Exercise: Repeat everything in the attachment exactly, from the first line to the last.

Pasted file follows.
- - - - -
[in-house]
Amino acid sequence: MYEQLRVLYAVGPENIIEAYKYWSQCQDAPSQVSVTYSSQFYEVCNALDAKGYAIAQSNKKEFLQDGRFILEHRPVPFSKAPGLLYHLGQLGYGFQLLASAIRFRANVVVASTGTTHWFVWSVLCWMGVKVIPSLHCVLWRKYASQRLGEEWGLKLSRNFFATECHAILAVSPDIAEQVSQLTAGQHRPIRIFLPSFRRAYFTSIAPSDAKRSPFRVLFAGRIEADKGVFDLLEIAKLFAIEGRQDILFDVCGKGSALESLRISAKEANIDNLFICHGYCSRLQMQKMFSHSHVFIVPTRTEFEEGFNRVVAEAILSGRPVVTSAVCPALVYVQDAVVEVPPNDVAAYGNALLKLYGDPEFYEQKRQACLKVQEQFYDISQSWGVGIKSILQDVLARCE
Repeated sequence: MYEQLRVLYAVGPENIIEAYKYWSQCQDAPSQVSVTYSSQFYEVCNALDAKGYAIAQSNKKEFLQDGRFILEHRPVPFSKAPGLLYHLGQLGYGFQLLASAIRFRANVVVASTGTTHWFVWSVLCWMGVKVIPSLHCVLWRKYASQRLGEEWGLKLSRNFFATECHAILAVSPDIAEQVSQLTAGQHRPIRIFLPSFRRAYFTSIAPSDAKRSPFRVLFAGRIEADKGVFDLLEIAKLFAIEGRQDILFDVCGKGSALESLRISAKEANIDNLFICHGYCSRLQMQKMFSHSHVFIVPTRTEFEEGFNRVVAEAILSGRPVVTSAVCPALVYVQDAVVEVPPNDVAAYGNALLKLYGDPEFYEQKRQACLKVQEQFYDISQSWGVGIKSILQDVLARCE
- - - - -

[in-house]
Amino acid sequence: MYEQLRVLYAVGPENIIEAYKYWSQCQDAPSQVSVTYSSQFYEVCNALDAKGYAIAQSNKKEFLQDGRFILEHRPVPFSKAPGLLYHLGQLGYGFQLLASAIRFRANVVVASTGTTHWFVWSVLCWMGVKVIPSLHCVLWRKYASQRLGEEWGLKLSRNFFATECHAILAVSPDIAEQVSQLTAGQHRPIRIFLPSFRRAYFTSIAPSDAKRSPFRVLFAGRIEADKGVFDLLEIAKLFAIEGRQDILFDVCGKGSALESLRISAKEANIDNLFICHGYCSRLQMQKMFSHSHVFIVPTRTEFEEGFNRVVAEAILSGRPVVTSAVCPALVYVQDAVVEVPPNDVAAYGNALLKLYGDPEFYEQKRQACLKVQEQFYDISQSWGVGIKSILQDVLARCE
Repeated sequence: MYEQLRVLYAVGPENIIEAYKYWSQCQDAPSQVSVTYSSQFYEVCNALDAKGYAIAQSNKKEFLQDGRFILEHRPVPFSKAPGLLYHLGQLGYGFQLLASAIRFRANVVVASTGTTHWFVWSVLCWMGVKVIPSLHCVLWRKYASQRLGEEWGLKLSRNFFATECHAILAVSPDIAEQVSQLTAGQHRPIRIFLPSFRRAYFTSIAPSDAKRSPFRVLFAGRIEADKGVFDLLEIAKLFAIEGRQDILFDVCGKGSALESLRISAKEANIDNLFICHGYCSRLQMQKMFSHSHVFIVPTRTEFEEGFNRVVAEAILSGRPVVTSAVCPALVYVQDAVVEVPPNDVAAYGNALLKLYGDPEFYEQKRQACLKVQEQFYDISQSWGVGIKSILQDVLARCE